Much attention is placed on homeowners facing foreclosure. Yes, this attention is well deserved, but it appears as if many media and news organizations have forgotten about the impact foreclosure has on renters.
If you are a renter living in a property that is facing or is in the middle of foreclosure proceedings, you may not know what to do or where to turn. For you, it may seem like you are at the end of your rope.
When facing foreclosure, many renters will simply just cut their losses and relocate. This may mean having to move without recouping a security deposit. Unfortunately, there are some renters, possibly you, who cannot up and afford to relocate, especially without getting your security deposit back.
When renting a new apartment, most landlords require a security deposit and if you weren't prepared to move, you may not have the money.
There is another serious issue that renters forced to relocated are facing. Foreclosures are on the rise. What does this mean? It means that an unprecedented number of homeowners have no place to live.
This often turns them into renters. Unfortunately, this lessens the availability and rental choices for renters, like yourself. It may mean that you have to pay more in rent or move to another city or town.
As previously stated, many renters decide to throw in the towel and relocate. If you are unable to do so, you may want to wait and see what happens. Of course, during this time you should take steps to protect yourself.
Save enough money to cover your moving expenses, including a new security deposit. You will be prepared in the event that you are legally evicted from the property.
You should, however, know that eviction from a property in foreclosure is not something happens overnight. You usually have a few days or even a few weeks to make alternative living arrangements.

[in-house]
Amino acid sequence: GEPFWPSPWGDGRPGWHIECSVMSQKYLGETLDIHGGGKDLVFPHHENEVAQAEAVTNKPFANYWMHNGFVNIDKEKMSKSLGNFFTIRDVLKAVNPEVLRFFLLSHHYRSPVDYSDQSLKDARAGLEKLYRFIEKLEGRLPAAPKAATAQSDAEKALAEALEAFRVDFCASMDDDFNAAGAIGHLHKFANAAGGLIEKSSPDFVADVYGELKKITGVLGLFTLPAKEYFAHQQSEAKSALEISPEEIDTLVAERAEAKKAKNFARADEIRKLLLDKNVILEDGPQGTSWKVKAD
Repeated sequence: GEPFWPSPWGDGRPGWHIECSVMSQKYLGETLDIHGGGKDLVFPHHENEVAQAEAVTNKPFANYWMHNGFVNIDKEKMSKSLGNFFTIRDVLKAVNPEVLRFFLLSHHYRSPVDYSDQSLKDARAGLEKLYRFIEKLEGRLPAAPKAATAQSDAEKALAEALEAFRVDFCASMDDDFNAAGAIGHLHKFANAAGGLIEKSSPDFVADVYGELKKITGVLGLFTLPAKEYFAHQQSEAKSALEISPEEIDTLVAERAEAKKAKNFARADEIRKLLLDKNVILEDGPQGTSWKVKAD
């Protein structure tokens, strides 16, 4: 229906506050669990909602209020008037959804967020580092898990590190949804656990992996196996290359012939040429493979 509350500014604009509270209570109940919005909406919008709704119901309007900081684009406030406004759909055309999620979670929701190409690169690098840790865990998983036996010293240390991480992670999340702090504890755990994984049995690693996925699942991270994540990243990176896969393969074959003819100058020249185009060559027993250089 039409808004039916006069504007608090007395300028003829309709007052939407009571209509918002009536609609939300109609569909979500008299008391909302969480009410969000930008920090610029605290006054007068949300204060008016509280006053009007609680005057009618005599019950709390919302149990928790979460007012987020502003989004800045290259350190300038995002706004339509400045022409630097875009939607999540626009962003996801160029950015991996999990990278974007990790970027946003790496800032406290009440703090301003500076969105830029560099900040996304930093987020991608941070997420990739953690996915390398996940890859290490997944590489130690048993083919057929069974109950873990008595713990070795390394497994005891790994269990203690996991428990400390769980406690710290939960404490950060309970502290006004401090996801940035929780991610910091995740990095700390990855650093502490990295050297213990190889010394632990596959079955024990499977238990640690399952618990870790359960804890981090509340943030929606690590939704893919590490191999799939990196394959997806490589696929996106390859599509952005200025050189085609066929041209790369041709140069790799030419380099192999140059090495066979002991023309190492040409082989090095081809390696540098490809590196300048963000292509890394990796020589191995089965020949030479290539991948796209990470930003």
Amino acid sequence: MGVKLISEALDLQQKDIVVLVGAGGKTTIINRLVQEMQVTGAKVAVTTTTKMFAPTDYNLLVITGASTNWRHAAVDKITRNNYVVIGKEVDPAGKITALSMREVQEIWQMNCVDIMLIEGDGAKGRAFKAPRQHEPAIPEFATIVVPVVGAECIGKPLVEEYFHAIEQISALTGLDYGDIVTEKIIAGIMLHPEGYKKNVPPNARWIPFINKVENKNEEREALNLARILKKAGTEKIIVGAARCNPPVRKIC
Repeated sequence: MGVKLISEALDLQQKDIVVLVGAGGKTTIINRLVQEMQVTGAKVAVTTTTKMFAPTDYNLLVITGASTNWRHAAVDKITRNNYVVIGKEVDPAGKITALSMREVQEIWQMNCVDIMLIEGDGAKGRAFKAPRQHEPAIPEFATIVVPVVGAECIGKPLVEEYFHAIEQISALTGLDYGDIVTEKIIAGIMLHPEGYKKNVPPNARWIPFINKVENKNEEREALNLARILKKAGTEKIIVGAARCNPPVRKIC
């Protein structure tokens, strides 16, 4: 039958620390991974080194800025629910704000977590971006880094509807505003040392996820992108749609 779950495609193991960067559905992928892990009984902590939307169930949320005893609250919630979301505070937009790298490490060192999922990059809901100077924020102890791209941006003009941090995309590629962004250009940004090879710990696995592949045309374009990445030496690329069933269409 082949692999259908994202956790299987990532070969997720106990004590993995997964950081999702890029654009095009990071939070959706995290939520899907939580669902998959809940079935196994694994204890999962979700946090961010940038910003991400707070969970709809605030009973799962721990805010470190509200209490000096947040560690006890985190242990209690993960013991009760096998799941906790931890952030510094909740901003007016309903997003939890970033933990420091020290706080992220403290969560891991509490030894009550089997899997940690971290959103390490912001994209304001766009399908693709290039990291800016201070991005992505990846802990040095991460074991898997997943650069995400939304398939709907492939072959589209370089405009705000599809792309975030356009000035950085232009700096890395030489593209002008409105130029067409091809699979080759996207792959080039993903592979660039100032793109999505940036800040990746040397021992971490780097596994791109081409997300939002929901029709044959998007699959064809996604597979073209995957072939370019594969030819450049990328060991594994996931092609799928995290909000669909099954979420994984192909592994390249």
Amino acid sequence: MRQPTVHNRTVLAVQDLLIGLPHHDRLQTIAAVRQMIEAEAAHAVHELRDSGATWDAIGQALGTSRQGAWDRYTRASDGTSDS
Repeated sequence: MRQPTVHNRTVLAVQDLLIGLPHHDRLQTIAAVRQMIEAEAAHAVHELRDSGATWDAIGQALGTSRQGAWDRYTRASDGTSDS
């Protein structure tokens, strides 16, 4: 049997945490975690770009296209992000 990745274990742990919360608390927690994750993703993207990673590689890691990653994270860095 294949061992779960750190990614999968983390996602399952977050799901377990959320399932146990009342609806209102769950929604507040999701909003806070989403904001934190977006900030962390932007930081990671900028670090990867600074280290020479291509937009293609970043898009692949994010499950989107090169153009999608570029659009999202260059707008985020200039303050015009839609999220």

Before making a decision, all renters are urged to look at the property in question. Are you renting a unit from an apartment complex or a multi-family home? If you are, you may be able to stay.
Investors at foreclosure auctions often purchase rental units. These investors want to see a return on their profit. The way to do this is to make sure their rental units are filled with quality, on time paying tenants.
With that said, if you are renting a single-family home, you may want to prepare to relocate. Unlike with rental properties, single-family homes are often purchased in foreclosure auctions by those looking to live inside.
Despite the fact that some new rental property owners may be willing to work with you and let you continue to rent, there is no guarantee that the property will sell. When low bids are received at a foreclosure auction, the original lender often steps up to the plate and buys the home.
In this case, the home is no longer considered a foreclosure, but a REO (real estate owned) property. Unfortunately, this doesn't always workout well for renters. With REO properties, lenders, who are also known as investors, may start the eviction process right away. Many cannot or do not want to become property managers, even just for a month or two.
As previously stated, foreclosures can occasionally come as a surprise to renters. Your landlord will receive multiple warnings and notices, but they are not required by law to share them with you.
Renters usually become aware of foreclosure proceedings when notices are placed on the building. At this point in time, you should contact the lender in question. See what your options are. Can you buy the property yourself? If you can prove that you have a stable income, the lender in question may be willing to work with you.
As a recap, foreclosures are having a significant and usually negative impact on renters. If you are a renter who lives in a property that is facing foreclosure or if you fear foreclosure is looming, you may want to start making preparations to ensure that you are well prepared for what is to come.